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BridgingWatch: A capital move?

Is Capital Bridging’s move to become a regulated lender a positive shift towards the industry embracing a fully regulated environment?


Last month, the short-term lending arena lost a true legend as we said goodbye to former Association of Bridging Professionals chairman and short-term lending mainstay Sidney Cohen. Echoing the comments of Brightstar chief executive Rob Jupp, he was a larger than life character with a fantastic sense of humour and fun. He will be sadly missed but never forgotten.

Sidney was a man who had certainly experienced the highs and lows of the bridging sector and through his work with the AoBP consistently waxed lyrical about the virtues of bridging finance, working hard to raise its prominence, especially within the intermediary market.

Of course, this education remains an ongoing process but I thought this might be an opportune juncture to really underline the scope and flexibility of bridging by detailing just some of the variety of cases we have handled this year.

We have helped package deals across England, Scotland and Wales, with the smallest bridge completed on being £30,000 and the largest £18m. The fastest deal funded from enquiry to completion was a mere 72 hours.

In terms of the differing circumstances and types of use for funds, below are just a few examples:

  • Vacant pub to HMO flats for student lets.
  • Vacant pub to house for family to live in.
  • 15,000sq/ft luxury detached dwelling with a gross development value of £14m. Funded from purchase of land site and full build to completion.
  • For property developer to convert three floors of vacant offices to eight apartments under permitted development rights.
  • To convert a disused church hall to a residential property.
  • To buy back a 30,000 sq/ft warehouse site from receivers, funding 100 per cent of the purchase price to buy back asset and saving client’s recycling plant business in the process.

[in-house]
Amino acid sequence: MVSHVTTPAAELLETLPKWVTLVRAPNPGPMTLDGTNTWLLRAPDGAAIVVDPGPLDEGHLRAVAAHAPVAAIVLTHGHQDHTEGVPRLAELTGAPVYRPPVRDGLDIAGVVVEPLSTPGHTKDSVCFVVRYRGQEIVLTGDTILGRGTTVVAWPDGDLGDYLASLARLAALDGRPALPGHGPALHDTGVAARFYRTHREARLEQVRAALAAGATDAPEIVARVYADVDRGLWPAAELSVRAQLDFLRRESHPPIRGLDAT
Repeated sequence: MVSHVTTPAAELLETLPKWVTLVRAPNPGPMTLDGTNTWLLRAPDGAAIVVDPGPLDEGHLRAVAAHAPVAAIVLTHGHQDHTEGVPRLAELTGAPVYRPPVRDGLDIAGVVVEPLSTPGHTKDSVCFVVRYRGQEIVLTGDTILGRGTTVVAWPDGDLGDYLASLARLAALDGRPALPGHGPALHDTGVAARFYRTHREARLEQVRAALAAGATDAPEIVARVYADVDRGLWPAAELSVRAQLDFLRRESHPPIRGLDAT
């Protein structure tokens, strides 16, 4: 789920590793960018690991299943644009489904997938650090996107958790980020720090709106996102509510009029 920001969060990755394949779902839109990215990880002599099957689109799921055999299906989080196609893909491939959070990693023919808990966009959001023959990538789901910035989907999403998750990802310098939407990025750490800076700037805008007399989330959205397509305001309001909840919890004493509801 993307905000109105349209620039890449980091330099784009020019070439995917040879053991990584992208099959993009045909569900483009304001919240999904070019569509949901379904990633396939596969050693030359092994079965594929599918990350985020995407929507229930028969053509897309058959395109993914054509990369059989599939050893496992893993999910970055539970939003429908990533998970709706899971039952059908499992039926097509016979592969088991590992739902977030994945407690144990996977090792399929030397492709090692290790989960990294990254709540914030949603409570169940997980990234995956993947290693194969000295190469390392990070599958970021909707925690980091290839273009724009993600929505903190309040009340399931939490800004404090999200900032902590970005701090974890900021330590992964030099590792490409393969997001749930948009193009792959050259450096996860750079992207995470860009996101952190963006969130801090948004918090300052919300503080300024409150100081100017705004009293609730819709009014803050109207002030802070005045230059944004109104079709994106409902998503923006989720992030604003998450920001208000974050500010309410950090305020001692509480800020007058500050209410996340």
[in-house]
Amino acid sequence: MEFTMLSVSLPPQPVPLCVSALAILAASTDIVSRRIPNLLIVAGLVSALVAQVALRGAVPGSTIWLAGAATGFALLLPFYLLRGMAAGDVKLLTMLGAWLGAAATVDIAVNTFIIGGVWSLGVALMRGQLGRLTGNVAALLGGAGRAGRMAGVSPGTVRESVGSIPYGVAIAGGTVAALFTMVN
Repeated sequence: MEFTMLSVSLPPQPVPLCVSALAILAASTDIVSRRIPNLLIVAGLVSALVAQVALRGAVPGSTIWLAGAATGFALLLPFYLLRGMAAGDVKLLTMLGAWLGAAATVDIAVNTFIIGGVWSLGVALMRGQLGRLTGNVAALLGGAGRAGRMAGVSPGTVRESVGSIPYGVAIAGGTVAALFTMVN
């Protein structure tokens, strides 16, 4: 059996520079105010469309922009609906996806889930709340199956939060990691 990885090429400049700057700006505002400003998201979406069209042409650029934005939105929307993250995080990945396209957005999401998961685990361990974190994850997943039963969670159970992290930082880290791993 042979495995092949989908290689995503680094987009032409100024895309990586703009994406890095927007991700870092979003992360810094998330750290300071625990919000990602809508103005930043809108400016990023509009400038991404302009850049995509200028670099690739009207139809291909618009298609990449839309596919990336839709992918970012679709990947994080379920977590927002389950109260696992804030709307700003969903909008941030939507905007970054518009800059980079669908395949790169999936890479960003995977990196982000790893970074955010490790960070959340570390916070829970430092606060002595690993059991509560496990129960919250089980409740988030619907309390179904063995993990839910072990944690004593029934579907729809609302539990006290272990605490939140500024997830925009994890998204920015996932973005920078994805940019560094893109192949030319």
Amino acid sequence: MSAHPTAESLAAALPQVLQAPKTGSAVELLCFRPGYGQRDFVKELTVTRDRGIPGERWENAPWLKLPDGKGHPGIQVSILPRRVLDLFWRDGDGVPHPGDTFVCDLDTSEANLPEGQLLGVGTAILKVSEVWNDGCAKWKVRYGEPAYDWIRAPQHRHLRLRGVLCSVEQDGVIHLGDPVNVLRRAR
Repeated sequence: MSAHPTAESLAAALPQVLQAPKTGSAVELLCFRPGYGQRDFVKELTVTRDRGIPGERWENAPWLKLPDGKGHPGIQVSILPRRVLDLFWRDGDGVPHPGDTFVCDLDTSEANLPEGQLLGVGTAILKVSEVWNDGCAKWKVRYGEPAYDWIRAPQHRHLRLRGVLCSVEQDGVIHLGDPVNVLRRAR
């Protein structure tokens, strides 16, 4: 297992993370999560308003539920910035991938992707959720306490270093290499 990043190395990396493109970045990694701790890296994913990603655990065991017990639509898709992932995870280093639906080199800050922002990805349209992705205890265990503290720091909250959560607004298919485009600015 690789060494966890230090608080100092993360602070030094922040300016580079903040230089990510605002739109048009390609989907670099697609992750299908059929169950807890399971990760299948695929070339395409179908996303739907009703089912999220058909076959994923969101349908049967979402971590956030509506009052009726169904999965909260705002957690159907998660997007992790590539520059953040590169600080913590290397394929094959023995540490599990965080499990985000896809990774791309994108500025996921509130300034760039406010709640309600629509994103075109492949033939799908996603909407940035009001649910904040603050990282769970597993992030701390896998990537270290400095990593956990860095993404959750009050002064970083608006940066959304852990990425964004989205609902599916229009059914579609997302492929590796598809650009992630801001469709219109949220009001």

• To help a new restaurateur raise capital to convert a vacant former pub into a top restaurant in Kensington.
  • To raise capital for a property developer to expand his property portfolio and acquire further property assets.
  • To raise funds quickly to pay for a costly divorce settlement with a Court Order in place.

For those brokers working within the specialist lending markets, the benefits and flexibility attached to bridging finance have long spoken for themselves. But for those not fully versed on the kinds of situations when it could be viable, it certainly does not hurt to offer some timely reminders.

Focusing on other recent news within the general bridging sector, Capital Bridging has announced becoming a regulated lender. This move is of particular interest after comments from FCA manager of mortgage policy Lynda Blackwell at the recent Association of Short Term Lenders annual conference in London when she was quoted as stating that: “The FCA-regulated bridging market has come a long way but concerns remain about the market.”

She was also said to have expressed her concerns about non-regulated firms, suggesting that the FCA was monitoring them despite their current status: “Non-regulated bridging lenders remain a concern for us and we currently have a team monitoring them,” she said. In addition, she called on the market to help the regulator root out firms which are engaging in bad practice. So is the move from Capital Bridging a further positive sign of a shift towards the industry embracing a fully regulated environment?

This remains to be seen but whatever the motivation behind any individual lender in terms of their regulatory status, it is important to remember a regulatory badge of honour does not necessarily mean a superior product or service. And it is evident that the need for non-regulated loans is unlikely to diminish as large numbers of property professionals continue to seek a host of funding solutions to match their individual requirements.

In other recent developments, we have seen Montello Bridging Finance take on a name change as LendInvest. This represents an interesting move and one worth following in terms of how it might reflect on volume and product development not to mention whether this will further underline a greater rise in the level of peer-to-peer property funding.

In short, the short-term lending arena continues to illustrate no shortage of solutions, resilient growth and strong levels of activity. And looking forward there is nothing to suggest we will not be seeing even more fireworks within this sector any time soon.



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